Yes, the fun. I'll concede the fun-factor.

Buying two half-filled Big Blues might seem to be a good compromise, but the percentage of dups will be higher than if one bought one half-full BB then focused on purchasing at 35-40% of cv to fill in the gaps. If one were able to find two half-full BBs whose gaps complemented each other, now that might be the most efficient way--well, 2nd most efficient. The most efficient would be to shell out $12000 for the Harmer-Schau nearly complete BB right now.

But that'd be no fun.

Mason said...

In relation to what Houghton writes about piecemeal vs whole - I think a lot of sellers(like me) struggle with the question should I break things up into smaller parts, because that's really how people collect - i.e. they need this or that, but not a lot of duplicates etc. or if I just put everything in a box and hope it gets a lot of eyes on it.

Seems like when I'm in buying mode(I'm in the process of "filling" up old Brown albums 1840-1920 that I inherited) - the best deals are medium size lots coming from sellers who are relatively new to ebay.

In any case, my eye twitches to think of what it would cost to fill "just" the 19th century brown album...

Mike said...

Hi. Great blog. Learning a lot. But I have a question...

I understand that the Big Blue was meant to allow the collector to focus on affordable stamps and so it keeps the more expensive varieties out of the album. No problem. My question concerns the Scott Specialty albums.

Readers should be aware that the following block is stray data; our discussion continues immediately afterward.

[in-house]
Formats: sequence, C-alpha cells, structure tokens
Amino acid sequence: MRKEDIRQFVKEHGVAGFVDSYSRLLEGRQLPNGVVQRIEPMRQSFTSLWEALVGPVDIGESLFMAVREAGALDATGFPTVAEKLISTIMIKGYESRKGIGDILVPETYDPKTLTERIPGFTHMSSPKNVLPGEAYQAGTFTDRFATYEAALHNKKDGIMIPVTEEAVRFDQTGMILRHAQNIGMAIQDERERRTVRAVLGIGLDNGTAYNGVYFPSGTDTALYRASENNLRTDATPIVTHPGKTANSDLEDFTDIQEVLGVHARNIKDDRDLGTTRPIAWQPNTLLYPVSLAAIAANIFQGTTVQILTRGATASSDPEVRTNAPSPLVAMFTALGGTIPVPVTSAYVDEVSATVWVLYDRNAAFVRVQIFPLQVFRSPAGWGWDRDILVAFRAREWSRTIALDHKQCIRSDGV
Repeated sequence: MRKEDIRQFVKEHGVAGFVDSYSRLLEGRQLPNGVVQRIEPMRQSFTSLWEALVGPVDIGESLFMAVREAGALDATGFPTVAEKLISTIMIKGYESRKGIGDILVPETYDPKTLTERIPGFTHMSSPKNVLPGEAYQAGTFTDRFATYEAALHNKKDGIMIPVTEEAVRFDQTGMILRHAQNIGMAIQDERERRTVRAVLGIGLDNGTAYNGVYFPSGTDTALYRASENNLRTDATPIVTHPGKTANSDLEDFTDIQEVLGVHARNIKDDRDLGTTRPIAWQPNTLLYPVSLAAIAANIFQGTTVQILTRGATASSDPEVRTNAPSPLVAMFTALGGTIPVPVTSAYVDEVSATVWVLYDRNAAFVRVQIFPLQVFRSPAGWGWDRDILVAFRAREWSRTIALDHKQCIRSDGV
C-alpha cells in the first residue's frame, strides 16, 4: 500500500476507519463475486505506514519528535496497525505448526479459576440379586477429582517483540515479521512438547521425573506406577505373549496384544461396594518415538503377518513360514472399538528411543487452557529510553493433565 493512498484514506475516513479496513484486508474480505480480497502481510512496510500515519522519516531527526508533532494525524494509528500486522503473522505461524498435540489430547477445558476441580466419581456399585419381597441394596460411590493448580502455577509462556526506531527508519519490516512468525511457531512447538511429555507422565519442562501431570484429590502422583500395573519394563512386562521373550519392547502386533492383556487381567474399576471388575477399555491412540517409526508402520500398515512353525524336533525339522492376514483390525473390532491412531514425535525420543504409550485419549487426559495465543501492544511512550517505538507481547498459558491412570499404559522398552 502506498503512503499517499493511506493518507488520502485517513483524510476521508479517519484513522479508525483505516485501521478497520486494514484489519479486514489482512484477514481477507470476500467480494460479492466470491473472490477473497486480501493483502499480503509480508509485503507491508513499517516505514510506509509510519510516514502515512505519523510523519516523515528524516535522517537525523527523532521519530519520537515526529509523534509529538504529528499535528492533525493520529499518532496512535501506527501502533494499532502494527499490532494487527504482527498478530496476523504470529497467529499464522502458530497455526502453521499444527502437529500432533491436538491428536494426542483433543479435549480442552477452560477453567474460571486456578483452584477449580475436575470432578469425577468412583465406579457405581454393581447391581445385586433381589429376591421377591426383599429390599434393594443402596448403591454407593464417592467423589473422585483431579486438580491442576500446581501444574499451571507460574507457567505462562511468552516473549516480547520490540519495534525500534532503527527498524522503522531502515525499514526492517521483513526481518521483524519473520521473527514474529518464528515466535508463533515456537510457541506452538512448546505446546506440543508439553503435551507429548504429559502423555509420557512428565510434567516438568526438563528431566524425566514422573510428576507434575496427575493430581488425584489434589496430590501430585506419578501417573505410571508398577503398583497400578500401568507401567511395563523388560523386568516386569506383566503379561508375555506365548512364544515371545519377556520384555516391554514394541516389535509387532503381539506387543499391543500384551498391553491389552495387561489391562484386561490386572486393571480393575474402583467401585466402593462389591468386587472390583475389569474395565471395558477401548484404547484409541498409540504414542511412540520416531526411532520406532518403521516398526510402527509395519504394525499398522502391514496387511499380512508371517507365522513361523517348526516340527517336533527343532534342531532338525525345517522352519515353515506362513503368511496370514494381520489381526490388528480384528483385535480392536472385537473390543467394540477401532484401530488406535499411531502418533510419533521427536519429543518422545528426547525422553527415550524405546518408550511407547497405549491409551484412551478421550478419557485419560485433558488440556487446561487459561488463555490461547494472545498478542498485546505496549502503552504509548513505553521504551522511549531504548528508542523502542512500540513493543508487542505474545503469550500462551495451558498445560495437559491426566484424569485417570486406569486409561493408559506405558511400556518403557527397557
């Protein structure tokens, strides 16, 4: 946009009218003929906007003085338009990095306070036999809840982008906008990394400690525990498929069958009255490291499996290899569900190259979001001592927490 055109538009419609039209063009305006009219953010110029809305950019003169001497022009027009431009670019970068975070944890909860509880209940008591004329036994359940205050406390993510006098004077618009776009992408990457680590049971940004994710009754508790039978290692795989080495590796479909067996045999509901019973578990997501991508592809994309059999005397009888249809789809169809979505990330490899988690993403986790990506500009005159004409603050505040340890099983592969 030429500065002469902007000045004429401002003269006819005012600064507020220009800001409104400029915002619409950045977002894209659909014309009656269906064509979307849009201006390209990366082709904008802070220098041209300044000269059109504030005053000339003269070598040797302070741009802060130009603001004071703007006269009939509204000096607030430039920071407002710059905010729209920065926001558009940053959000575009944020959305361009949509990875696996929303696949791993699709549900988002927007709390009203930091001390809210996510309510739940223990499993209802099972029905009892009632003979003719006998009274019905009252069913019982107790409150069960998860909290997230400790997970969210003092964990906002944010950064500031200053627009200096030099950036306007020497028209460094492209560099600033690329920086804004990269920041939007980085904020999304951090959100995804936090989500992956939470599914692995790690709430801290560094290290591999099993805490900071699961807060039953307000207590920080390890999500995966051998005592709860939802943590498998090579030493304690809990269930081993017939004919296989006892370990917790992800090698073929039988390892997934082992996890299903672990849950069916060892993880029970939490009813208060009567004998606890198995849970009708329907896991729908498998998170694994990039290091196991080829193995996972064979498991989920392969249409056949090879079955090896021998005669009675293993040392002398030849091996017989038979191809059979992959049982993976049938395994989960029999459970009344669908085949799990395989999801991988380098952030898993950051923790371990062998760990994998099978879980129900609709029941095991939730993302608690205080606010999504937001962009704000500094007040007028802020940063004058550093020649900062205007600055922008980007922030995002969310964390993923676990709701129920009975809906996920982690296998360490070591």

If I was to, say, decide on collecting Austria and purchase the Scott Specialty album for that country, would I see the same lack of spaces for the classic period like in the Big Blue? Is that section of the album just a copy? Or are the Specialty albums more complete, following it Scott number by Scott number?

Thanks for your input and a very informative blog.


Bob said...

Mike, according to an article by Albert Ewell, Jr on the Scott Specialty Albums, "the same plates--borders, stamp arrangements, all the rest --that had been used to print the [Brown] Internationals were used for printing the specialties." I don't think this is totally accurate. While there are many similarities between the Browns and the Specialties, there was still considerable rearrangement of pages, changes in the row headings, and the addition of Scott numbers.

But the bottom line is that the Specialty albums were intended to be as comprehensive as the Browns and provide a space for every major Scott number.

You can get an idea of the coverage of many of the Specialty albums as these are what iare largely used by the two major worldwide collections available online: for example,